Deaths involving heroin have more than doubled since addiction services were transferred from NHS control to local authorities in 2012, addiction expert writes.
Citing ONS statistics, Colin Drummond, professor of addictions psychiatry at King’s College London, said that deaths from heroin and/or morphine are now at the ‘highest level on record’ with 1,201 recorded in 2015 — more than double the 2012 figure of 579.
Professor Drummond, writing in the BMJ, said Sustainability and Transformation Plans must ensure a return to joint addiction service commissioning between the NHS and local authorities.
He also said there must be at least 60 addictions psychiatrist training posts in England, and there must be an end to cuts to council budgets for these services.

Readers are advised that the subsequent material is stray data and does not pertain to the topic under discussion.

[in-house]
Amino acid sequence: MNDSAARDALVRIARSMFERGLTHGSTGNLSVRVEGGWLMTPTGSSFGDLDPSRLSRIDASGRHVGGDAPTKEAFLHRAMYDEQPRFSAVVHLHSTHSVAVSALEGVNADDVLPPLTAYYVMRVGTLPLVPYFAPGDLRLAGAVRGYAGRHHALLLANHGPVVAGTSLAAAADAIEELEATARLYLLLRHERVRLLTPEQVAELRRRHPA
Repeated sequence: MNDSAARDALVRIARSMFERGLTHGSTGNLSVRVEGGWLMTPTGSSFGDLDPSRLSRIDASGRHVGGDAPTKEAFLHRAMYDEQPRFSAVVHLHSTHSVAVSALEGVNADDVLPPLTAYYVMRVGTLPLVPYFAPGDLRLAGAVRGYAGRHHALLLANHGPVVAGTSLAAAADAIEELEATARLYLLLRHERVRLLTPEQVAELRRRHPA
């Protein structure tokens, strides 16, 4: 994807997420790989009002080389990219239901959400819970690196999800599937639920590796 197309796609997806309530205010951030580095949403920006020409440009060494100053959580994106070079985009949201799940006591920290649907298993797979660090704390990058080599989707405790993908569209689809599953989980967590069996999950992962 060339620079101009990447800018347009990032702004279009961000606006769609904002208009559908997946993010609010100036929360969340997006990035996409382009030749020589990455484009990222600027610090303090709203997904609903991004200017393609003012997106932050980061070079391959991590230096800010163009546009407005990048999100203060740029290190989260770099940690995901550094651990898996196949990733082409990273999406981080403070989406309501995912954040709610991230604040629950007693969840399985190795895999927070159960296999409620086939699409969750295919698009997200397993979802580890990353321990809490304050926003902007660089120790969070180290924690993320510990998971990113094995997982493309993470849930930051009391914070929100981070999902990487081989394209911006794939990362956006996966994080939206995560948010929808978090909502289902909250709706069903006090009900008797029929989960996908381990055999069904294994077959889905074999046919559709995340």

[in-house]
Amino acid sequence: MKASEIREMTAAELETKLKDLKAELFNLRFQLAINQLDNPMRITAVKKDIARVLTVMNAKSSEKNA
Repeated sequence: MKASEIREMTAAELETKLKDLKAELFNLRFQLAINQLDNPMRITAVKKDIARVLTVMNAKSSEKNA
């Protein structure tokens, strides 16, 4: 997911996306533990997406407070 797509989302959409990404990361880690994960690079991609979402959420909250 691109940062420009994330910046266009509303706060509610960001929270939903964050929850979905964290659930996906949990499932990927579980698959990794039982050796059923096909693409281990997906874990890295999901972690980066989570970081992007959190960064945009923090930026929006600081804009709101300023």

‘Cuts at a local level make savings—but what is the real cost? Our previously well functioning treatment system has been downgraded by a short term strategy to save money,’ writes Professor Drummond.
‘This is a false economy. If we want to tackle the rise in drugs related deaths, there must be at least 60 addiction psychiatry training posts in England and there must be no further cuts to addiction services by local authorities.’